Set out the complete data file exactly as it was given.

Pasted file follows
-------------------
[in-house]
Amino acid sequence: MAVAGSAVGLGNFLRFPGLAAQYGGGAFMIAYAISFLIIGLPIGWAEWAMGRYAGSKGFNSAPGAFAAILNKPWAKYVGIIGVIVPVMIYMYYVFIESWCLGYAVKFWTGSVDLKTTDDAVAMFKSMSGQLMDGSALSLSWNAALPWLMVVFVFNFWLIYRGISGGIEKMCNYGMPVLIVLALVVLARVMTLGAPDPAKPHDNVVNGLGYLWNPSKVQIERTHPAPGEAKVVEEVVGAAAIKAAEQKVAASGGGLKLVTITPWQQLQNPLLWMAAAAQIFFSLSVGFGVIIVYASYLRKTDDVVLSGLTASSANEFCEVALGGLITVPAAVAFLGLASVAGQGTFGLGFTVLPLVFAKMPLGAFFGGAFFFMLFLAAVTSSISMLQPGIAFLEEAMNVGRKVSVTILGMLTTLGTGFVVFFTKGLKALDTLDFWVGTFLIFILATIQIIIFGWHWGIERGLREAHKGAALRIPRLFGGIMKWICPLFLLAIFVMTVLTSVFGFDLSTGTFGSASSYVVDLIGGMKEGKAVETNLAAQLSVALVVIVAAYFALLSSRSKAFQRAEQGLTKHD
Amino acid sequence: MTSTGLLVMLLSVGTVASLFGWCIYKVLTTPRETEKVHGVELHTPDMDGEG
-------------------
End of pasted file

[in-house]
Amino acid sequence: MAVAGSAVGLGNFLRFPGLAAQYGGGAFMIAYAISFLIIGLPIGWAEWAMGRYAGSKGFNSAPGAFAAILNKPWAKYVGIIGVIVPVMIYMYYVFIESWCLGYAVKFWTGSVDLKTTDDAVAMFKSMSGQLMDGSALSLSWNAALPWLMVVFVFNFWLIYRGISGGIEKMCNYGMPVLIVLALVVLARVMTLGAPDPAKPHDNVVNGLGYLWNPSKVQIERTHPAPGEAKVVEEVVGAAAIKAAEQKVAASGGGLKLVTITPWQQLQNPLLWMAAAAQIFFSLSVGFGVIIVYASYLRKTDDVVLSGLTASSANEFCEVALGGLITVPAAVAFLGLASVAGQGTFGLGFTVLPLVFAKMPLGAFFGGAFFFMLFLAAVTSSISMLQPGIAFLEEAMNVGRKVSVTILGMLTTLGTGFVVFFTKGLKALDTLDFWVGTFLIFILATIQIIIFGWHWGIERGLREAHKGAALRIPRLFGGIMKWICPLFLLAIFVMTVLTSVFGFDLSTGTFGSASSYVVDLIGGMKEGKAVETNLAAQLSVALVVIVAAYFALLSSRSKAFQRAEQGLTKHD
Amino acid sequence: MTSTGLLVMLLSVGTVASLFGWCIYKVLTTPRETEKVHGVELHTPDMDGEG